The Guardian reports: A Danish cargo vessel is due to load Syria’s chemical arms stockpile and transfer it to a specially adapted US ship in a delicate and unprecedented operation early in the new year, according to the world’s chemical weapons watchdog’s current plans.
The plans being drawn up by the Organisation for the Prohibition of Chemical Weapons (OPCW) have not been finalised. It is not yet clear, for example, whether the transfer between the two ships of about 500 tonnes of lethal chemicals, including nerve agents, will be done on sea or when both vessels are docked.
Both options have serious challenges. A sea transfer from one ship to another with such a hazardous cargo would be fraught with danger. But so far, no Mediterranean port has agreed to host the transfer on land, say weapons experts briefed on the plan by the OPCW yesterday in The Hague.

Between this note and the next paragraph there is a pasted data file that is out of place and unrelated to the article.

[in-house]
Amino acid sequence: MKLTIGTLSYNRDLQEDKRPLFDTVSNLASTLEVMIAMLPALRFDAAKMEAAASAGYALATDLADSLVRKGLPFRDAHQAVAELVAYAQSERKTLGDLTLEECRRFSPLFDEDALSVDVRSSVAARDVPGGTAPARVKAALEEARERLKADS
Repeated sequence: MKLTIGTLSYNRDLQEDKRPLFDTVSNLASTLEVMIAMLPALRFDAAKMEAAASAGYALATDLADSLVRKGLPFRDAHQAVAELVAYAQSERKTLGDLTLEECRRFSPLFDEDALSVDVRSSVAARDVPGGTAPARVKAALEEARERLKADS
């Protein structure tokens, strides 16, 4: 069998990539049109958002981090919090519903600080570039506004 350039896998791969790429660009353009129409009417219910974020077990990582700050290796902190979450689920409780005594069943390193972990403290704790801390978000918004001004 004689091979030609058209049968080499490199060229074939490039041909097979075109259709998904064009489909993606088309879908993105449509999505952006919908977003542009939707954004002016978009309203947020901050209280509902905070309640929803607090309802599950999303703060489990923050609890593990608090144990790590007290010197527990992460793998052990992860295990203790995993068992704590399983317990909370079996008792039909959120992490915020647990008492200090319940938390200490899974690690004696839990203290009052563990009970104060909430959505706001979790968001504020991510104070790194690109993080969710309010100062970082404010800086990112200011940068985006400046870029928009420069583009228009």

The US ship, the Maritime Administration MV Cape Ray, is being fitted in Norfolk, Virginia, with two field deployable hydrolysis systems (FDHS) that will neutralise the chemical weapons agents with the addition of fresh water and other reagents, such as sodium hydroxide and sodium hypochlorite. The Danish ship has so far not been identified but is believed to be a roll-on, roll-off (“ro-ro”) vessel like the Cape Ray.
The direct docking of the Cape Ray at the Syrian port of Latakia is not seen as an option given the hostile relations between Washington and Damascus.
If all goes according to plan, the chemical weapons should leave Latakia by the year’s end and the Cape Ray should be ready to sail by 4 January. It will begin processing the chemicals in international waters, but can only do so in calm seas. [Continue reading…]